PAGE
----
From @teamwaxman in STAT: pharma waste and antibiotic resistance

From STAT article. Original caption “Microbiologist Tatiana Travis reads a plate to check on a bacterium’s resistance to a carbapenem antibiotic at the Infectious Disease Laboratory at the CDC in Atlanta.” By DAVID GOLDMAN/AP.

Waste released from pharmaceutical plants in India and China is contributing to the spread of antibiotic-resistant superbugs.

So this is certainly interesting.  There is an opinion piece in STAT by Henry Waxman and Bill Corr from Waxman Strategies: Waste from pharmaceutical plants promotes antibiotic-resistant superbugs.  It is of interest both because we are almost certainly in need of more efforts to control the spread of antibiotic resistance and also because of who wrote it.  Waxman was in the US House of Representatives for many many many years and Corr was deputy secretary of Health and Human Services from 2009 to 2015.  So it is good they are emphasizing this.  Though I am not completely convinced by the references in here that we know a lot about how / if waste from pharma plants impact resistance.

I generally agree with the sentiments – such as this:

This is all-hands-on-deck time. In the US, the Centers for Disease Control and Prevention estimate that more than 2 million people become infected with bacteria that are resistant to antibiotics and at least 23,000 die as a result of those infections. Globally, superbugs are estimated to cause 700,000 deaths annually, a number that could top 10 million by 2050 if we don’t take effective action.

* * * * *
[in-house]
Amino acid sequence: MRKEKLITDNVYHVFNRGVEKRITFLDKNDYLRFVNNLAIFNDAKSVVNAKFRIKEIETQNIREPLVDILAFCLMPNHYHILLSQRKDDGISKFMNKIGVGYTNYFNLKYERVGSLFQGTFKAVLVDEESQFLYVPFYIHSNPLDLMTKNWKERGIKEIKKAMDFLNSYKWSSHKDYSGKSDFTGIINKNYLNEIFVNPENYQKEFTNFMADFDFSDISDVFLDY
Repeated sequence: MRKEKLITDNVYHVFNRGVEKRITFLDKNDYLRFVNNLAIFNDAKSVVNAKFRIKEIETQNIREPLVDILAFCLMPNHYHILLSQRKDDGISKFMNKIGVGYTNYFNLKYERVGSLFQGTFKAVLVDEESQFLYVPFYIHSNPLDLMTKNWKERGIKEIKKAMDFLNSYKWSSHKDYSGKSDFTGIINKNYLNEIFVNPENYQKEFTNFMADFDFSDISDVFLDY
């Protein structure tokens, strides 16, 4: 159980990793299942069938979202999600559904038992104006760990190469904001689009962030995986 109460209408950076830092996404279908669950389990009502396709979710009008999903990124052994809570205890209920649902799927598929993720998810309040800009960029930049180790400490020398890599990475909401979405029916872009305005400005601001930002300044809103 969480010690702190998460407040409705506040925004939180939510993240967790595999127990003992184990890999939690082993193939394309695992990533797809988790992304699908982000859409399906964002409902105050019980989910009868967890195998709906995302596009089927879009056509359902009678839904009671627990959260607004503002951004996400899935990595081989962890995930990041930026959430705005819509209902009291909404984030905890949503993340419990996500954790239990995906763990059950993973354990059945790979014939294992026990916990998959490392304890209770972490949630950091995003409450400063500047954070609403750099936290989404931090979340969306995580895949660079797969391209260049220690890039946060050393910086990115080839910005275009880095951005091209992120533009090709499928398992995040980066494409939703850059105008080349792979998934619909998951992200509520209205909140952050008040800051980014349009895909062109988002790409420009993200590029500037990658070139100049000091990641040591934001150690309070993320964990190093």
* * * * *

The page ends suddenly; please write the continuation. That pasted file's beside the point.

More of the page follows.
Reducing antibiotic-laden pollution from pharmaceutical manufacturing plants is a relatively easy, affordable part of the solution.

Again, not sure about the degree of evidence at this point for a connection between pharma waste and resistance.  Regardless, it makes sense that this is a simple action we can take with a likely benefit.

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Jonathan Eisen

I am an evolutionary biologist and a Professor at U. C. Davis. My lab is in the UC Davis Genome Center and I hold appointments in the Department of Medical Microbiology and Immunology in the School of Medicine and the Department of Evolution and Ecology in the College of Biological Sciences. My research focuses on the origin of novelty (how new processes and functions originate). To study this I focus on sequencing and analyzing genomes of organisms, especially microbes and using phylogenomic analysis (see my lab site here which has more information on lab activities).  In addition to research, I am heavily involved in the Open Access publishing and Open Science movements.